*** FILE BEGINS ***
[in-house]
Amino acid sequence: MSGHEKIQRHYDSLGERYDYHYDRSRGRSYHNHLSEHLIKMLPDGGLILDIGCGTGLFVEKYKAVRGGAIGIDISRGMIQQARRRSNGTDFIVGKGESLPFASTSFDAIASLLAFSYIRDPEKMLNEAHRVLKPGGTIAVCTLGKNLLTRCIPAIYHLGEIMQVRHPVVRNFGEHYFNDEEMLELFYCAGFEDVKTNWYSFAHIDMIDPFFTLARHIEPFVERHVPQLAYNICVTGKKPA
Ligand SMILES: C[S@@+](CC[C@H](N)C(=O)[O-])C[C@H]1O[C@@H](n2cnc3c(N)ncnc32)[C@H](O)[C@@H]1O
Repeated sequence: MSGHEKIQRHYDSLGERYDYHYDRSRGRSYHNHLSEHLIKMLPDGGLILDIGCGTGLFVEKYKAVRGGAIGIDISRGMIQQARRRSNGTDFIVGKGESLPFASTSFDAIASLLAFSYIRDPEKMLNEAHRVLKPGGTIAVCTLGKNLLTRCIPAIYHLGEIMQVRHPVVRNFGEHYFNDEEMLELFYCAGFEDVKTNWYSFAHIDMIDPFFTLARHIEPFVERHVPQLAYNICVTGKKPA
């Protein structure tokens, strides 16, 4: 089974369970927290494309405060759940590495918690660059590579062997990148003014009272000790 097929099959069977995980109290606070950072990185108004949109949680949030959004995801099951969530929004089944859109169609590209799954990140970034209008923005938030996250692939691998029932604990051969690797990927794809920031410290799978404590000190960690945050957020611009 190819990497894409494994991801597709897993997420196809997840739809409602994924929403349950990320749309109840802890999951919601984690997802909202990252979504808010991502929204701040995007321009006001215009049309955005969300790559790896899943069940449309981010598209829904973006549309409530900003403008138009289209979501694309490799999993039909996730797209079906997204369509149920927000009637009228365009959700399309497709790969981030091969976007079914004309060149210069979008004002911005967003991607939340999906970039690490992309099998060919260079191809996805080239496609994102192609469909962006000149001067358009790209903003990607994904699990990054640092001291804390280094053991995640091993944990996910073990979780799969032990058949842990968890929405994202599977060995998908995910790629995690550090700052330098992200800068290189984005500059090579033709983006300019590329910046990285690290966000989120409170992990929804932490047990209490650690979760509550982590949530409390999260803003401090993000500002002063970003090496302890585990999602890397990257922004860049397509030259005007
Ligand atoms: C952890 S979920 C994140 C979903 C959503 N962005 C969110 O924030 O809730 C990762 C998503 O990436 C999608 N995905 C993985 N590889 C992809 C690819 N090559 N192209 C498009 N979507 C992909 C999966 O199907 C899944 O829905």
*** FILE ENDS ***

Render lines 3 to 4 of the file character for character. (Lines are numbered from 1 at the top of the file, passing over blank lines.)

Ligand SMILES: C[S@@+](CC[C@H](N)C(=O)[O-])C[C@H]1O[C@@H](n2cnc3c(N)ncnc32)[C@H](O)[C@@H]1O
Repeated sequence: MSGHEKIQRHYDSLGERYDYHYDRSRGRSYHNHLSEHLIKMLPDGGLILDIGCGTGLFVEKYKAVRGGAIGIDISRGMIQQARRRSNGTDFIVGKGESLPFASTSFDAIASLLAFSYIRDPEKMLNEAHRVLKPGGTIAVCTLGKNLLTRCIPAIYHLGEIMQVRHPVVRNFGEHYFNDEEMLELFYCAGFEDVKTNWYSFAHIDMIDPFFTLARHIEPFVERHVPQLAYNICVTGKKPA